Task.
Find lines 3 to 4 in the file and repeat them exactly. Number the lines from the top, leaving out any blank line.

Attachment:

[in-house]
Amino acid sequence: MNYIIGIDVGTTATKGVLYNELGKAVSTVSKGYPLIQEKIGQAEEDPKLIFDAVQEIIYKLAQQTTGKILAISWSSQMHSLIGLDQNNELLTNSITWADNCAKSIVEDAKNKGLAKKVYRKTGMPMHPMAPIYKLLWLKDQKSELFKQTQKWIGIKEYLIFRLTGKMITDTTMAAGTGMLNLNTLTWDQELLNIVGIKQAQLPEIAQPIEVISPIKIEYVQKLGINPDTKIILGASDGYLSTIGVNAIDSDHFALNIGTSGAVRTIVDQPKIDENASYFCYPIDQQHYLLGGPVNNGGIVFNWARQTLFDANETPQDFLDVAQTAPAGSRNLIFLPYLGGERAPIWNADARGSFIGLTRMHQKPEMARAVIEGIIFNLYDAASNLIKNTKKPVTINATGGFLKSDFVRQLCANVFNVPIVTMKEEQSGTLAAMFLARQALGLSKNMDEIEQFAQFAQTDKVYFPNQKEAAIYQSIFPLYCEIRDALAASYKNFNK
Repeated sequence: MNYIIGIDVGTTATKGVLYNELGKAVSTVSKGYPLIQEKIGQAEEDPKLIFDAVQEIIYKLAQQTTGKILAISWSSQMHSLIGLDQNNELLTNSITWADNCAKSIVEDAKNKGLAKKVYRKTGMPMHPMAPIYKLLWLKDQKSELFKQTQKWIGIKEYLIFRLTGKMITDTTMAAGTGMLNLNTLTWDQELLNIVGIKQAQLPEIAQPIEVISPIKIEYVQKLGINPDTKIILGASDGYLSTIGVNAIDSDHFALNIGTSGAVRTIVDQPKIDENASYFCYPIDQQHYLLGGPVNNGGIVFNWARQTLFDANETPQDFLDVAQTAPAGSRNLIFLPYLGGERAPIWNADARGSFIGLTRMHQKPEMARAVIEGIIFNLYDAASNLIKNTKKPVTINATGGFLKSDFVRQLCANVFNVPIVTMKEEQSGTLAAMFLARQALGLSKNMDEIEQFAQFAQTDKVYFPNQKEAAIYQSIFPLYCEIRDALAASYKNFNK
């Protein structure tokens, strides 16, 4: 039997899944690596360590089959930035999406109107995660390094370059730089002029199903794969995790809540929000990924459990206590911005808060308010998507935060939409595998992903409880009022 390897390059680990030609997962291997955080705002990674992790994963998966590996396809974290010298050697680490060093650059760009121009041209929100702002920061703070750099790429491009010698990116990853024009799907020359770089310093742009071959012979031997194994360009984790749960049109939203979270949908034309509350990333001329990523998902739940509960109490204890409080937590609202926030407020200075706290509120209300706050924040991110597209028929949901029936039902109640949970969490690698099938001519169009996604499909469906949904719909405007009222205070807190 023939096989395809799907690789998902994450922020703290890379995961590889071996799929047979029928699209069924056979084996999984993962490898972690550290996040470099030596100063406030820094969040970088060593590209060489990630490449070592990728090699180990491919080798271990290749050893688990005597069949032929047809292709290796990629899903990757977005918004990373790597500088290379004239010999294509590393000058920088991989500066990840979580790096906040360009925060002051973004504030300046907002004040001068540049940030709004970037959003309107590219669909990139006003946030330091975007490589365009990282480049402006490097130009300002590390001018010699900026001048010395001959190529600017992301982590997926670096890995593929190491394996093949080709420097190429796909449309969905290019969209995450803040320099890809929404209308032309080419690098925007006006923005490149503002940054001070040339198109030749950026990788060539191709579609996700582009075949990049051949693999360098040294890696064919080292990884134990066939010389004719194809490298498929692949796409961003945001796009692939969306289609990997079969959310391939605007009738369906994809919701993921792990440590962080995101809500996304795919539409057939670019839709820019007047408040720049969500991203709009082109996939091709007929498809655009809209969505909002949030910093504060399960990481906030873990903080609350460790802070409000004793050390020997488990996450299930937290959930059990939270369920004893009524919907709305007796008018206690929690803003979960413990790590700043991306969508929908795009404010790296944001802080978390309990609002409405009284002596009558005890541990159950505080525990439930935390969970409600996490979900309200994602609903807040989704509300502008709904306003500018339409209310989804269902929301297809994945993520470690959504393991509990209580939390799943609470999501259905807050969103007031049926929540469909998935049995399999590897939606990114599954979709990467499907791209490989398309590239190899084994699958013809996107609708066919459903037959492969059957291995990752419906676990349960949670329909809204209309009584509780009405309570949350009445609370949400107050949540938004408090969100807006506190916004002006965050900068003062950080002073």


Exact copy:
Repeated sequence: MNYIIGIDVGTTATKGVLYNELGKAVSTVSKGYPLIQEKIGQAEEDPKLIFDAVQEIIYKLAQQTTGKILAISWSSQMHSLIGLDQNNELLTNSITWADNCAKSIVEDAKNKGLAKKVYRKTGMPMHPMAPIYKLLWLKDQKSELFKQTQKWIGIKEYLIFRLTGKMITDTTMAAGTGMLNLNTLTWDQELLNIVGIKQAQLPEIAQPIEVISPIKIEYVQKLGINPDTKIILGASDGYLSTIGVNAIDSDHFALNIGTSGAVRTIVDQPKIDENASYFCYPIDQQHYLLGGPVNNGGIVFNWARQTLFDANETPQDFLDVAQTAPAGSRNLIFLPYLGGERAPIWNADARGSFIGLTRMHQKPEMARAVIEGIIFNLYDAASNLIKNTKKPVTINATGGFLKSDFVRQLCANVFNVPIVTMKEEQSGTLAAMFLARQALGLSKNMDEIEQFAQFAQTDKVYFPNQKEAAIYQSIFPLYCEIRDALAASYKNFNK
């Protein structure tokens, strides 16, 4: 039997899944690596360590089959930035999406109107995660390094370059730089002029199903794969995790809540929000990924459990206590911005808060308010998507935060939409595998992903409880009022 390897390059680990030609997962291997955080705002990674992790994963998966590996396809974290010298050697680490060093650059760009121009041209929100702002920061703070750099790429491009010698990116990853024009799907020359770089310093742009071959012979031997194994360009984790749960049109939203979270949908034309509350990333001329990523998902739940509960109490204890409080937590609202926030407020200075706290509120209300706050924040991110597209028929949901029936039902109640949970969490690698099938001519169009996604499909469906949904719909405007009222205070807190 023939096989395809799907690789998902994450922020703290890379995961590889071996799929047979029928699209069924056979084996999984993962490898972690550290996040470099030596100063406030820094969040970088060593590209060489990630490449070592990728090699180990491919080798271990290749050893688990005597069949032929047809292709290796990629899903990757977005918004990373790597500088290379004239010999294509590393000058920088991989500066990840979580790096906040360009925060002051973004504030300046907002004040001068540049940030709004970037959003309107590219669909990139006003946030330091975007490589365009990282480049402006490097130009300002590390001018010699900026001048010395001959190529600017992301982590997926670096890995593929190491394996093949080709420097190429796909449309969905290019969209995450803040320099890809929404209308032309080419690098925007006006923005490149503002940054001070040339198109030749950026990788060539191709579609996700582009075949990049051949693999360098040294890696064919080292990884134990066939010389004719194809490298498929692949796409961003945001796009692939969306289609990997079969959310391939605007009738369906994809919701993921792990440590962080995101809500996304795919539409057939670019839709820019007047408040720049969500991203709009082109996939091709007929498809655009809209969505909002949030910093504060399960990481906030873990903080609350460790802070409000004793050390020997488990996450299930937290959930059990939270369920004893009524919907709305007796008018206690929690803003979960413990790590700043991306969508929908795009404010790296944001802080978390309990609002409405009284002596009558005890541990159950505080525990439930935390969970409600996490979900309200994602609903807040989704509300502008709904306003500018339409209310989804269902929301297809994945993520470690959504393991509990209580939390799943609470999501259905807050969103007031049926929540469909998935049995399999590897939606990114599954979709990467499907791209490989398309590239190899084994699958013809996107609708066919459903037959492969059957291995990752419906676990349960949670329909809204209309009584509780009405309570949350009445609370949400107050949540938004408090969100807006506190916004002006965050900068003062950080002073």